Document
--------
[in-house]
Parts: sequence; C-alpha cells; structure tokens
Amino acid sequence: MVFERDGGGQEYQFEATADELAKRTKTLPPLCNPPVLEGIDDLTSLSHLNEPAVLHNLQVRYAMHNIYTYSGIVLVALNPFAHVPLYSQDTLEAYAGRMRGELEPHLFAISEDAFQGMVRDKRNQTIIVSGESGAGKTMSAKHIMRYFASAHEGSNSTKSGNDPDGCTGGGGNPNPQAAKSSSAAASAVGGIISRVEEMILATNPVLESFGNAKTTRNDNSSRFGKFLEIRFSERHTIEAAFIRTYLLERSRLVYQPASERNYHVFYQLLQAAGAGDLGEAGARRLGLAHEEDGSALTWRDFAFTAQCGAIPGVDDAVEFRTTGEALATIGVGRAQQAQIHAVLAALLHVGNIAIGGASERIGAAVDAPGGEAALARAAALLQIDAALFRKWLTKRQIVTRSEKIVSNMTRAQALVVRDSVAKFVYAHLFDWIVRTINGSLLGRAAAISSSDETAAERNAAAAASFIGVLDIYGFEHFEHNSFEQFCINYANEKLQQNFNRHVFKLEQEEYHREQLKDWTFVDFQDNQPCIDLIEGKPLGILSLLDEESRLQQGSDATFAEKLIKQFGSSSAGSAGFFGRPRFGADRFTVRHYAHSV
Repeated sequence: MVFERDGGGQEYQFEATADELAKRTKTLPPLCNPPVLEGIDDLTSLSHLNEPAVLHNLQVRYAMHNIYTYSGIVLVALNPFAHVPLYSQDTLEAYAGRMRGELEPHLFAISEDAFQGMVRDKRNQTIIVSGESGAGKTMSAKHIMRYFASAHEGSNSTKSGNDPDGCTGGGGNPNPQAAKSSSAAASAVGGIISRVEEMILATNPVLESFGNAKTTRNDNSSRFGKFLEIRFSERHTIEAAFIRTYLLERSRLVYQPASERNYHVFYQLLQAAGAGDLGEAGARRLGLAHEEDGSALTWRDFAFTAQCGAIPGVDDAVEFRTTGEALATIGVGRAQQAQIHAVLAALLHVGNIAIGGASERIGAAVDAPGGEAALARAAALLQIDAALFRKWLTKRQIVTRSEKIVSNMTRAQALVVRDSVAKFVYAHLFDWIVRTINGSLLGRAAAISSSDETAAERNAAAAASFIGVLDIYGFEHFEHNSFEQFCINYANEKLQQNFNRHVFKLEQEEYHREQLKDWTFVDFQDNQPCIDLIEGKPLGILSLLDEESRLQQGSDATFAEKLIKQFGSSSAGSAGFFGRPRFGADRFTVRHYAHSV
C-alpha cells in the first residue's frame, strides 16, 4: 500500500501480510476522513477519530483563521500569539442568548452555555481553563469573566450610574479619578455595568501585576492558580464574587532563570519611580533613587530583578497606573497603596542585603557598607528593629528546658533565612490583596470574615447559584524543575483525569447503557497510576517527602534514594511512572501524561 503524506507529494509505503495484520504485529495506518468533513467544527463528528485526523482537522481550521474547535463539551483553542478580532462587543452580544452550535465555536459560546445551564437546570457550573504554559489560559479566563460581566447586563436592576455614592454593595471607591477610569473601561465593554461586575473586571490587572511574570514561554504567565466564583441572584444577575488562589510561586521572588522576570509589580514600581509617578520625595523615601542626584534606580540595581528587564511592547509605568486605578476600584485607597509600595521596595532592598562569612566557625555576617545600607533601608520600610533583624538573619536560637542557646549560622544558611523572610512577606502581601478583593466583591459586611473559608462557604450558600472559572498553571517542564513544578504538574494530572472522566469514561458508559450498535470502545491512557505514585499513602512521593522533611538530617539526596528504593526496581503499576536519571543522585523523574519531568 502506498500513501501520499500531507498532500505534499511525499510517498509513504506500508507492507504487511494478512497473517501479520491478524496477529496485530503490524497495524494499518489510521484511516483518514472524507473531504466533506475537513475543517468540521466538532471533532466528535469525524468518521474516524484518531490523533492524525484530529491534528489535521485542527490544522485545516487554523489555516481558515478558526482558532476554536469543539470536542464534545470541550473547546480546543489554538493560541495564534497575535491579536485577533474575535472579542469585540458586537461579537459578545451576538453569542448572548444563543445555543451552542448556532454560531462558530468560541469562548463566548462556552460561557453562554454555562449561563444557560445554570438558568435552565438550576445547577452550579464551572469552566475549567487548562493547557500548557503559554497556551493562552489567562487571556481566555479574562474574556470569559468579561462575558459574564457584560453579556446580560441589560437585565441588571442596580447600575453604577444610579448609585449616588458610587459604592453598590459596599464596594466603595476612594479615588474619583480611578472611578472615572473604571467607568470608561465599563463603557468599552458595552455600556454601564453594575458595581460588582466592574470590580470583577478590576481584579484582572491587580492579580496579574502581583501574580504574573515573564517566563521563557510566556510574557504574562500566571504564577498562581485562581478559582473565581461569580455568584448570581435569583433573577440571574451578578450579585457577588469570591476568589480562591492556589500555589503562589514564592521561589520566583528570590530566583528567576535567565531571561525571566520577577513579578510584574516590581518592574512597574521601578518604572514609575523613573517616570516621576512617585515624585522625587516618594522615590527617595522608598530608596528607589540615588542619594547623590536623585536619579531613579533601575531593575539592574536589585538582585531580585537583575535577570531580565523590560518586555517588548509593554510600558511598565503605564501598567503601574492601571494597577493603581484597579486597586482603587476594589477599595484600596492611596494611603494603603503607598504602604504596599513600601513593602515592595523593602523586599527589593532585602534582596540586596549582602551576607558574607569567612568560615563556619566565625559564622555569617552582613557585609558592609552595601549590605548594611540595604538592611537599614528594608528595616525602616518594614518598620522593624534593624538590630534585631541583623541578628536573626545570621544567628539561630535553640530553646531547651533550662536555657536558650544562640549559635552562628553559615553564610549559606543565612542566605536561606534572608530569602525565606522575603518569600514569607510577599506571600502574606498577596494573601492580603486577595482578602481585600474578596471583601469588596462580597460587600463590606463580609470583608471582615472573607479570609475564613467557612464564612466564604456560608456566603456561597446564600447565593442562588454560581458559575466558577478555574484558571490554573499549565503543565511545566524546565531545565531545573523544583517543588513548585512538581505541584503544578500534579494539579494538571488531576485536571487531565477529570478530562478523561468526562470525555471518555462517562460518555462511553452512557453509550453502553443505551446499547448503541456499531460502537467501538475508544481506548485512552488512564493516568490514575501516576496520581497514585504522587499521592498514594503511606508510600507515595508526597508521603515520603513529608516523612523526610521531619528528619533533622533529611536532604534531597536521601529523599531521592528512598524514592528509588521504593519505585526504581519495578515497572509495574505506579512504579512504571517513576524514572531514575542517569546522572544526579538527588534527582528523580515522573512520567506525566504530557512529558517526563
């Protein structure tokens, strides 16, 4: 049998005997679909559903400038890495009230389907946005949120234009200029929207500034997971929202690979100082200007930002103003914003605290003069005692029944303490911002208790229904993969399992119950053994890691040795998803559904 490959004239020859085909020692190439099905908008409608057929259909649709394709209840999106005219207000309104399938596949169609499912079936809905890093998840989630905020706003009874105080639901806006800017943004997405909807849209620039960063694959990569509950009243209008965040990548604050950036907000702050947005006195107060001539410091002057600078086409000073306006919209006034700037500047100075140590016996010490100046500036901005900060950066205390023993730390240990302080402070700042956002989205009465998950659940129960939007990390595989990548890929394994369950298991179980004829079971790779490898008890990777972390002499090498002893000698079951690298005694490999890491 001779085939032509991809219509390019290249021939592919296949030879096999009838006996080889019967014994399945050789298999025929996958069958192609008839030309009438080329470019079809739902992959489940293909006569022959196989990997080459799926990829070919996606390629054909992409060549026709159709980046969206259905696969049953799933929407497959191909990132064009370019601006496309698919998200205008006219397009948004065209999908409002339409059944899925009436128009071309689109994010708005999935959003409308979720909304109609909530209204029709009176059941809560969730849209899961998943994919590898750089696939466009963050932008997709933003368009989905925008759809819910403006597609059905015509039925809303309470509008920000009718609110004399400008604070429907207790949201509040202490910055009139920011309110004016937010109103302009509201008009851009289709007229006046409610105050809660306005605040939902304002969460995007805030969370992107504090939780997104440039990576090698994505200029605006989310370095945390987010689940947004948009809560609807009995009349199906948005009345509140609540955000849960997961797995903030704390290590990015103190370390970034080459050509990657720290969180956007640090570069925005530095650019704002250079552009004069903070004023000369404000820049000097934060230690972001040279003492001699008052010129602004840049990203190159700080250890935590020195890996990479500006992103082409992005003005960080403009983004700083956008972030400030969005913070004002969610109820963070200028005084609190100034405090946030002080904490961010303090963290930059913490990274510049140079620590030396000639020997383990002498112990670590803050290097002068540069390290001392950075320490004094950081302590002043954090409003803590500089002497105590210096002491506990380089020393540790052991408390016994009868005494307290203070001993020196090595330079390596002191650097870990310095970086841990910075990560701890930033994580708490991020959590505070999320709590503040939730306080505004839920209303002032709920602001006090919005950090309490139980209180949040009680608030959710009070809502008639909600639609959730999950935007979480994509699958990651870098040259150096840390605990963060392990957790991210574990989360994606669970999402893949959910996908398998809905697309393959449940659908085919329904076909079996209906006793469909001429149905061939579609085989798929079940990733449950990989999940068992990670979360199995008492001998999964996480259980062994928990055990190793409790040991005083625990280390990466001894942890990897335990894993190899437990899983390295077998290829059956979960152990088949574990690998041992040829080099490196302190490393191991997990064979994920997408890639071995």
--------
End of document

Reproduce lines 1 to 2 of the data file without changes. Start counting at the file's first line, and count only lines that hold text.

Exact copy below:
[in-house]
Parts: sequence; C-alpha cells; structure tokens